For months the news has been filled with stories of young military men and women heading off to the Persian Gulf. While spouses and children sadly look on, soldiers with grave expressions board boats or planes headed for danger. Why? Why are they willing to endure hardship, be separated from their families for long periods of time and even risk their lives? Some may say that they are just doing their job. But surely there are safer jobs to be found that pay as much or more than the U.S. military.

No doubt people’s motivations vary, but at some level each man and woman who serves must believe that risking life and limb to defend one’s country is a good and noble pursuit. This is not a political article or a comment about war in the Middle East, but reflecting on these risks should help us examine a difficult area of our own lives. What about taking risks to serve the Lord God, Creator of all, King of the universe? He certainly does not need us to defend Him from terrorists, but He has asked us to be part of His rescue mission for countless people He loves—people who are headed for destruction.

Think about some of the admonition of Scripture regarding Christian discipleship:

You therefore must endure hardship as a good soldier of Jesus Christ. No one engaged in warfare entangles himself with the affairs of this life, that he may please him who enlisted him as a soldier…Therefore I endure all things for the sake of the elect, that they also may obtain the salvation which is in Christ Jesus with eternal glory.

2 Timothy 2:3, 4, 10

The Scriptures tell us we are in a battle, and who ever heard of a risk-free, conflict-free battle? Yet how many of God’s people have been lulled into a spiritual stupor, seeking convenience and comfort over Christian commitment? We have become risk-averse—seeking the path of least resistance and avoiding conflict whenever possible. As a result, we often forget we are in a war. But the war exists, whether or not we see ourselves as part of it. If we fail to realize this, we will be defeated by our own comfort and complacency.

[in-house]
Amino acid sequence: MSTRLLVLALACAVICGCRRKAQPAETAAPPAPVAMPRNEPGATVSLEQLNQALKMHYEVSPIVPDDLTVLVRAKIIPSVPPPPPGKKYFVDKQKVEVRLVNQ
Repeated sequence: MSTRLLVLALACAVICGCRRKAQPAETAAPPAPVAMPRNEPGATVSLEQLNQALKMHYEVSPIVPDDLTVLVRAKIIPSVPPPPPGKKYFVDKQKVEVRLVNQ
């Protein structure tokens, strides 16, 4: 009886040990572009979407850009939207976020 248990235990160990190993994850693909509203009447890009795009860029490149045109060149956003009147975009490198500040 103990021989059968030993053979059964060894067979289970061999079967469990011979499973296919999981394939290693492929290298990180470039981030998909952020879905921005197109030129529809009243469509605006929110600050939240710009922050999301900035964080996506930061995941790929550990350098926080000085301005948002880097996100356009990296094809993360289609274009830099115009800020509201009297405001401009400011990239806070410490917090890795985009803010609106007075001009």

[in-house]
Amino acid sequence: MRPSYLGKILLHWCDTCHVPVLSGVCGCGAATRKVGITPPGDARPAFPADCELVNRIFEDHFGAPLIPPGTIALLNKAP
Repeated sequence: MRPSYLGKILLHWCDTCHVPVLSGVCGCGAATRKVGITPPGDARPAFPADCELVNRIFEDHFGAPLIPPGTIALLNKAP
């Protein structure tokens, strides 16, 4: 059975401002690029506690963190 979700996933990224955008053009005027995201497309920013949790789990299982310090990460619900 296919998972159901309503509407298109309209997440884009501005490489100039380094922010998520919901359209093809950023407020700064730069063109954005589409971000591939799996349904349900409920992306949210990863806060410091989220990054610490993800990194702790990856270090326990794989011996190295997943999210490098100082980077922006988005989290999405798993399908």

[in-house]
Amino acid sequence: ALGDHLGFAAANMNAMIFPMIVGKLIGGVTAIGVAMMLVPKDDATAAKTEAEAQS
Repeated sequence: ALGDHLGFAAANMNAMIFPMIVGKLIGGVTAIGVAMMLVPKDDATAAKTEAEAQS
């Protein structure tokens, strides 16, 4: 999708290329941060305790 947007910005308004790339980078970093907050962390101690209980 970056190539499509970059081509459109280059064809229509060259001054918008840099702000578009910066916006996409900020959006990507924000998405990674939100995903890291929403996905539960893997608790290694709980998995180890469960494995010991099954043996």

We are soldiers who must put on our spiritual armor each and every day, prepared to engage in conflict. Living out our Christian convictions means being willing to take risks for God.

The Apostle Paul spoke of the risks he faced: “…in perils of waters, in perils of robbers, in perils of my own countrymen, in perils of the Gentiles, in perils in the city, in perils in the wilderness, in perils in the sea, in perils among false brethren” (2 Corinthians 11:26). Perils, perils, perils; and he was just warming up! The conflict rages most fiercely in the battle for the souls of men, women and children. Satan knows that his days are numbered. He hopes to drag as many people as possible into the fires of hell. Any efforts centered on “rescuing the perishing” will be met with his fiercest attack. Throughout the ages God’s servants have recognized this reality and many have taken enormous risks for the sake of winning others to Christ.

Mission history provides countless examples of those who have followed in the Apostle’s footsteps. People like Adoniram Judson, Hudson Taylor, Jim Elliot and Graham Staines risked it all, suffered much for the cause of Christ. In every generation there have been those who could say as Paul did, “I now rejoice in my sufferings for you, and fill up in my flesh what is lacking in the afflictions of Christ, for the sake of His body, which is the church” (Colossians 1:24).